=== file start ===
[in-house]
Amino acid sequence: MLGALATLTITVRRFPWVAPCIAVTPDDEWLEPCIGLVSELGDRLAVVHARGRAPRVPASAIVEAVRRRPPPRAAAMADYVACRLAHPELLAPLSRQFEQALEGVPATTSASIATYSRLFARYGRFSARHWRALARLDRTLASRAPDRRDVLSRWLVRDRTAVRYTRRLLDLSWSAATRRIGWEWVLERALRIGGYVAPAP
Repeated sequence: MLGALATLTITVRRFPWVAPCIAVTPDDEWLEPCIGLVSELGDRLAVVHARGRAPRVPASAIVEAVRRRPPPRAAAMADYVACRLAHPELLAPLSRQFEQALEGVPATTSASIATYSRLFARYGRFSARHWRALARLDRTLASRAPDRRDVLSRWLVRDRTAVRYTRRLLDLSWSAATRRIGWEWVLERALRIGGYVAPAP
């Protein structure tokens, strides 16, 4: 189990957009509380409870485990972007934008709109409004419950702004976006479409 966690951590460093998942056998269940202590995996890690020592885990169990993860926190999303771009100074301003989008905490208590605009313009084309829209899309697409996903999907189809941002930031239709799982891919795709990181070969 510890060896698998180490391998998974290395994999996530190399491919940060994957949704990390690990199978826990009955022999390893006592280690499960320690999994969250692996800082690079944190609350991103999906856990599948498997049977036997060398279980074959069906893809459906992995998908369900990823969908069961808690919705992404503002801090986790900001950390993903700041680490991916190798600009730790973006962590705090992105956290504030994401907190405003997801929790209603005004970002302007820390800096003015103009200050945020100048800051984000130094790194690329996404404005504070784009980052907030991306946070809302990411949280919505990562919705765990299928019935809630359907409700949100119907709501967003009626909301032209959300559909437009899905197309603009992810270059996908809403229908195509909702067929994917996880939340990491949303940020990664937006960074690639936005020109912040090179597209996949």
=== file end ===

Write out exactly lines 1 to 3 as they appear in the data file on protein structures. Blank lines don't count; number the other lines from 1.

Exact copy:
[in-house]
Amino acid sequence: MLGALATLTITVRRFPWVAPCIAVTPDDEWLEPCIGLVSELGDRLAVVHARGRAPRVPASAIVEAVRRRPPPRAAAMADYVACRLAHPELLAPLSRQFEQALEGVPATTSASIATYSRLFARYGRFSARHWRALARLDRTLASRAPDRRDVLSRWLVRDRTAVRYTRRLLDLSWSAATRRIGWEWVLERALRIGGYVAPAP
Repeated sequence: MLGALATLTITVRRFPWVAPCIAVTPDDEWLEPCIGLVSELGDRLAVVHARGRAPRVPASAIVEAVRRRPPPRAAAMADYVACRLAHPELLAPLSRQFEQALEGVPATTSASIATYSRLFARYGRFSARHWRALARLDRTLASRAPDRRDVLSRWLVRDRTAVRYTRRLLDLSWSAATRRIGWEWVLERALRIGGYVAPAP